Monday 17 December 2018
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Nick Paluch: Five things I'd change about Guernsey

Friday 07 December 2018

Nick Paluch: Five things I'd change about Guernsey

First and foremost he's a husband and father, with two sons under the age of three, but you may know Nick Paluch as the Bailiwick Commissioner for Scouts.

That's a volunteer role which basically means Nick is responsible for the running of Scouting operations in the islands and for guiding the organisation forward.

"I manage nearly 200 volunteers working with over 600 young people across 15 groups (hopefully soon to be 16). I’ve been involved in Scouting since the age of 6 and have enjoyed every minute of it including some fantastic trips away to Canada, Sweden, Switzerland and more. My day job is a Manager at Livingroom Estate Agents where I head up the Local Market Sales Team and in my spare time I’m a keen gardener and am in the process of renovating our house!" he said. 

Nick Paluch

Pictured: Nick Paluch. 

We asked Nick what five things he'd change about Guernsey:

shutterstock do nothing

1) Nothing!

Guernsey is a beautiful place filled with great people so I’m inclined to say don’t change a thing, however - this would be a short article if I stopped at that! 

It’s often said that if you stand still while the world moves forward you’re effectively moving backwards. There’s room for some improvement in Guernsey but we need to stay true to our roots and remember what works!

Our coastline is stunning, our town is quaint and we are, in my opinion, perfectly placed to embrace innovation. Where else in the world can you have such a simple connection with government and with the wider community - we just need to work together!

shutterstock volunteering

2) Incentivise volunteering

Our island relies on the third sector to function and we are blessed to have so many caring and generous people here but it’s not inherently sustainable. I volunteer because I want to give something back to the community and I find it hugely rewarding but it’s not always easy with a full time job and a family. I think there should be some discussion on how we get more people to volunteer for charities and how we can make it easier for those who already volunteer - at the end of the day we will all know someone who has been supported by a charity and most of us will directly benefit from one at some point in time.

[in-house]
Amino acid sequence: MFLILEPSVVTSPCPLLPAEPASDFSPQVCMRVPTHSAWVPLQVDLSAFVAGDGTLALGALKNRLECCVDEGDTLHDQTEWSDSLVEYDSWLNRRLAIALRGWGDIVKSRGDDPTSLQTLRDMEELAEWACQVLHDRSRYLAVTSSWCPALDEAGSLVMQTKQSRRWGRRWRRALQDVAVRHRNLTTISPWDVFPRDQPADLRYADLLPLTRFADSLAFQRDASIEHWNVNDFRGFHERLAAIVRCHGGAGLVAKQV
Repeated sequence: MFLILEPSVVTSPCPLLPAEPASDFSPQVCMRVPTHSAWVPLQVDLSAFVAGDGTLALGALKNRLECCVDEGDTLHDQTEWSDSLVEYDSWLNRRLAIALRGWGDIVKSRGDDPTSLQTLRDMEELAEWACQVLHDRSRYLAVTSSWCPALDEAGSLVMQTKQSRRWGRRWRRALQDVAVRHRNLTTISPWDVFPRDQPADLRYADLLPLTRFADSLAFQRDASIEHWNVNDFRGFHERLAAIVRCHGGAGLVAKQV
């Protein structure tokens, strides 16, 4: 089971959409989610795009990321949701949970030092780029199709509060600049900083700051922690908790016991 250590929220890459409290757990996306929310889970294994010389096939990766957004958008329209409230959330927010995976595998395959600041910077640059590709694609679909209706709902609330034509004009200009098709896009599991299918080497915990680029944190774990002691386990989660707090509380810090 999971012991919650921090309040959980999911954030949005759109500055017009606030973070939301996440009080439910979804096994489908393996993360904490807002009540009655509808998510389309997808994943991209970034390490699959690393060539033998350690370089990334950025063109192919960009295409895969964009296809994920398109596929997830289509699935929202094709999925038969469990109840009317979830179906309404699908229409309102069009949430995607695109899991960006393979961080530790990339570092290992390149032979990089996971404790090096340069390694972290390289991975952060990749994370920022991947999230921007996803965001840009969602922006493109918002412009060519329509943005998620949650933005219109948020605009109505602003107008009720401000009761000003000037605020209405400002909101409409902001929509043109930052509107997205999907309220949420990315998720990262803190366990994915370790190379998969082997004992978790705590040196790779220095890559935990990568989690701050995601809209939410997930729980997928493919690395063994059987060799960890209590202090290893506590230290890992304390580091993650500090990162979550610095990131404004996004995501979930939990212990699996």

Could the States provide tax incentives to businesses who encourage volunteering in work time? Could there be a scheme that recognises the fantastic efforts of volunteers Island wide?

cycle pavement 

3) Cycle infrastructure

Most people have an opinion on the traffic on this island and it’s fair to say that it’s a controversial subject, however, it clearly needs to be looked at.

As part of the new Island Development Plan I think that there should be a mechanism for drastically improving the cycle infrastructure and to really aim to make it so easy to cycle around that we don’t have any excuses!

You can ride on a single cycle path across the whole of Europe now but Guernsey’s only got the short run from Bulwer Avenue to Town…

solar 

4) Solar subsidies

Electricity on a small island has very much been in the news recently but it does highlight that we need to generate more sustainable power on the island. It wouldn’t take much to dramatically improve the number of households taking up renewable power sources but at the moment there is no incentive and the buy-back rate for electricity is low in comparison to many other countries around the world.

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5) Scouts for all!

Ok, I am a bit biased but I think Scouts is an organisation that every young person should join. We not only teach important life skills but we also encourage community interaction, team building, self confidence and all this while having fun!

We have over 600 young people and 200 adults involved in Guernsey which is great but we would love to grow the movement and welcome any new comers.

See scouts.org.gg for more information. 

Pictured: Nick Paluch. 

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